Back when I started, unless your movie originated on 35mm, it wasn’t a real movie. I understand the thinking.
There was a time when film looked way better than any other format. But over the past five years, filmmaking technology has advanced exponentially.
And these days, getting into the feature club with a good-looking (meaning high production value) movie is easier than ever.
While you still need to create a movie worth watching, you can never use the lack-of-money excuse again.
Shoot your first feature in high definition, not DV, and not film.
DV looks like crap, and the film is way too expensive and, in my opinion, too risky for the first feature with a limited budget. Shoot your 3rd feature in the film when someone else is bankrolling your movie.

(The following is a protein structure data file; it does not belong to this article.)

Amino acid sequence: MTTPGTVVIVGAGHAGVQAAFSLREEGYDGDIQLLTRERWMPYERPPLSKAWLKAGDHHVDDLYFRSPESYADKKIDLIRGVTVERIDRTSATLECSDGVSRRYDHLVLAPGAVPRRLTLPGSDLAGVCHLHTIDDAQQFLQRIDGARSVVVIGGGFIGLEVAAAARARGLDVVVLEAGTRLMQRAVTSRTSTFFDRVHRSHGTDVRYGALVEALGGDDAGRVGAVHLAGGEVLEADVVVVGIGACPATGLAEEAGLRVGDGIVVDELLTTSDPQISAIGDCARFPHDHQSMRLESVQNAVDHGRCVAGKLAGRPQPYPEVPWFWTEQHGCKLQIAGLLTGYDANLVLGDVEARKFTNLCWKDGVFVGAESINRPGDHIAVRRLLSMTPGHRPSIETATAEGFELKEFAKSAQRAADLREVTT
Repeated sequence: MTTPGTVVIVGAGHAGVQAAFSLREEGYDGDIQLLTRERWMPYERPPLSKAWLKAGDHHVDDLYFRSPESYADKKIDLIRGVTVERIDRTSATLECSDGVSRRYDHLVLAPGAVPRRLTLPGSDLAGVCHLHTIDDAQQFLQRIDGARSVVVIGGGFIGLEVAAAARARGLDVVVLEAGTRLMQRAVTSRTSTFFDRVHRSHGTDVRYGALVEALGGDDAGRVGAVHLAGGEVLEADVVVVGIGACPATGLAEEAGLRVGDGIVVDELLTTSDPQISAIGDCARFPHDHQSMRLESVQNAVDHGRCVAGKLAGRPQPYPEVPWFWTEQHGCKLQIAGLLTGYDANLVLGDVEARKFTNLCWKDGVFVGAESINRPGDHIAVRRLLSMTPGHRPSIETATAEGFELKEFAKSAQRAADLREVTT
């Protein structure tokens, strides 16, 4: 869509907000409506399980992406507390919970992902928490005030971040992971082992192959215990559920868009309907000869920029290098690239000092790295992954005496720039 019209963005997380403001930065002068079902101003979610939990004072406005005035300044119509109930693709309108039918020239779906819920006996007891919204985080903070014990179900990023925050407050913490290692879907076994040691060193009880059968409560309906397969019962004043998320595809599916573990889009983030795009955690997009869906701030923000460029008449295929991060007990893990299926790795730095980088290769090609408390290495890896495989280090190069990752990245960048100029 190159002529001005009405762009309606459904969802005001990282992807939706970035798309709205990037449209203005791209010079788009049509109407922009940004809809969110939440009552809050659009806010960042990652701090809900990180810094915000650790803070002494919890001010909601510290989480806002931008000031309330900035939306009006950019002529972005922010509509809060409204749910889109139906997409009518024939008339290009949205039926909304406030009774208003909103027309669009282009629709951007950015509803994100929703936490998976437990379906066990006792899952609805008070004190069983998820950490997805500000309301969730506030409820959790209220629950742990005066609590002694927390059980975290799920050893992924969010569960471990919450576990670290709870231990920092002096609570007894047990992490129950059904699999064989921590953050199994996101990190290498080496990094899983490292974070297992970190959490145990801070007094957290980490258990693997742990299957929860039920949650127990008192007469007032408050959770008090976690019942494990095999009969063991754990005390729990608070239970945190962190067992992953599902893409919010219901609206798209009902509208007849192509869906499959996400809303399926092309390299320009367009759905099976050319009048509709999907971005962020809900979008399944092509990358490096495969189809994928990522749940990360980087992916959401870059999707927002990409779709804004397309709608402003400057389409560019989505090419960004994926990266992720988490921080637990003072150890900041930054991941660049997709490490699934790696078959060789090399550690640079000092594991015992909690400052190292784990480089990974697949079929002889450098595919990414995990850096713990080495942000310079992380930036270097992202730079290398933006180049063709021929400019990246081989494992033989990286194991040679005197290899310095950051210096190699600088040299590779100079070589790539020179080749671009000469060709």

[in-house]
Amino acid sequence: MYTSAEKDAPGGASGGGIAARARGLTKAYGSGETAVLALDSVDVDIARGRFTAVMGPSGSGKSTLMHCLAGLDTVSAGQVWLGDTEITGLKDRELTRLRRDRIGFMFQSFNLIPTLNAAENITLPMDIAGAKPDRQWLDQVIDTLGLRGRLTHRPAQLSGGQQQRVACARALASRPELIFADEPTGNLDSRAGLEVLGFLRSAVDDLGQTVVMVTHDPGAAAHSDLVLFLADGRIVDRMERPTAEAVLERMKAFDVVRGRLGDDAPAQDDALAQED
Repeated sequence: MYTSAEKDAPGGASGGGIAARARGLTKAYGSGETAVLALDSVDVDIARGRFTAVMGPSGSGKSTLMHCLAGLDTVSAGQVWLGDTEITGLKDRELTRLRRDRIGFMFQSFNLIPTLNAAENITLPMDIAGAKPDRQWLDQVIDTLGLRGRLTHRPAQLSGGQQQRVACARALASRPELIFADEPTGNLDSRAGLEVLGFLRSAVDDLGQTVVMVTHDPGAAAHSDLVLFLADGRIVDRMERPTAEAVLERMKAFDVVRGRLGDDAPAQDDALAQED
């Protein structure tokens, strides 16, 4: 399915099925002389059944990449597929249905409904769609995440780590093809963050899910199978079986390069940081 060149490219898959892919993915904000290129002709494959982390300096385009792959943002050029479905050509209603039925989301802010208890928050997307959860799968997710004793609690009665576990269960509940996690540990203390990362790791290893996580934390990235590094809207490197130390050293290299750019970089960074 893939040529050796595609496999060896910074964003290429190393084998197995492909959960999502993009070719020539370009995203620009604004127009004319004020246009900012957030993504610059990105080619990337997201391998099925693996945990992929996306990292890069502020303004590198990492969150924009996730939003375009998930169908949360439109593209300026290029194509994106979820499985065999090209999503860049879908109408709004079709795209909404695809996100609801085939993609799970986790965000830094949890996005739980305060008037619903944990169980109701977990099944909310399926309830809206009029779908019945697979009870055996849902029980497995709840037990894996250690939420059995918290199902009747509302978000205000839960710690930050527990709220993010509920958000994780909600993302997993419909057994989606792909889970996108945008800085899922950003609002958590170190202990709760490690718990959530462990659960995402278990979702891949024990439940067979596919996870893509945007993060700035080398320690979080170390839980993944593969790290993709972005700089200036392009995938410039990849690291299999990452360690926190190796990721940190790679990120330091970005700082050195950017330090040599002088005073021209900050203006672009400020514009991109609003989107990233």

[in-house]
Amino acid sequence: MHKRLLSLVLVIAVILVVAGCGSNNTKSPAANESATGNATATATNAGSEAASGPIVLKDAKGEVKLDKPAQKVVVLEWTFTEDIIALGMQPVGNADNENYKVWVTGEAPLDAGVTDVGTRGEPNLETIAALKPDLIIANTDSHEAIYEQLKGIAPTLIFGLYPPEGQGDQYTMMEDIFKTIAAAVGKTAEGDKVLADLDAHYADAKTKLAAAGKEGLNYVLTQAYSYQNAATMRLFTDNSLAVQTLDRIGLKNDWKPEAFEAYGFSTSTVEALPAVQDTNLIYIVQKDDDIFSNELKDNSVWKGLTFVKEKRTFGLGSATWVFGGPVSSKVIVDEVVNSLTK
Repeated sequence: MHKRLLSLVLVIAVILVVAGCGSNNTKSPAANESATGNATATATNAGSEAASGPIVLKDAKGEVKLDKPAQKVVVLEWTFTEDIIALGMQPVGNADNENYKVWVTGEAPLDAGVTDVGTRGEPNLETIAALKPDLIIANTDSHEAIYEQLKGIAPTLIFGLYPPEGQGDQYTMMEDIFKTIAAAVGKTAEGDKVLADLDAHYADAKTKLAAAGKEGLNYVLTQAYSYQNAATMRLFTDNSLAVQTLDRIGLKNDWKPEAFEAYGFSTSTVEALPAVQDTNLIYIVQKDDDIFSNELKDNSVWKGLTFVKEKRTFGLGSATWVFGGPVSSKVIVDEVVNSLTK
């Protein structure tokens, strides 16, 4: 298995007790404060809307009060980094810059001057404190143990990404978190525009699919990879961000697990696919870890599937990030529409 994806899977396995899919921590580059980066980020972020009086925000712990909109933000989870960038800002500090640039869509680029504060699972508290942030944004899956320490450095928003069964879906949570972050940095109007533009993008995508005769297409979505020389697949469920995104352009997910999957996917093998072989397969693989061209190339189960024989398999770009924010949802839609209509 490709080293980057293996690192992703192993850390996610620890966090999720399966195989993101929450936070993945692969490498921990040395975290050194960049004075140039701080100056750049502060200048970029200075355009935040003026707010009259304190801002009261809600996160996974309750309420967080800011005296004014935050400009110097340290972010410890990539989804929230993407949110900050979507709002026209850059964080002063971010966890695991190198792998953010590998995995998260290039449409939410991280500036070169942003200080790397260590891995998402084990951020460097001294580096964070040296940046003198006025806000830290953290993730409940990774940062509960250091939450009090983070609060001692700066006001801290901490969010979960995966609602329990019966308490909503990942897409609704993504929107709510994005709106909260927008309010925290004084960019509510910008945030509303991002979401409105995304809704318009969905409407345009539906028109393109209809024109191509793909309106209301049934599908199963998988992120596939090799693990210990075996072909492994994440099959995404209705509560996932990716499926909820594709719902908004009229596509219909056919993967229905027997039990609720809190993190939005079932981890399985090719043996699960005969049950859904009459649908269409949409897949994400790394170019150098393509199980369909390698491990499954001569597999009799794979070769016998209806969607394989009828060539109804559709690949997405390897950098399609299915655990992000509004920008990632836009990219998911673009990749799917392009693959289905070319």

If you plan on directing the movie, make sure you have a fantastic gaffer and a great Director of Photography. The DP usually chooses the gaffer, so let the DP do the choosing.
Remember, it’s about the team.
Get your hands off the project and let the collaborative team-building process begin. This will alleviate a lot of stress from your production.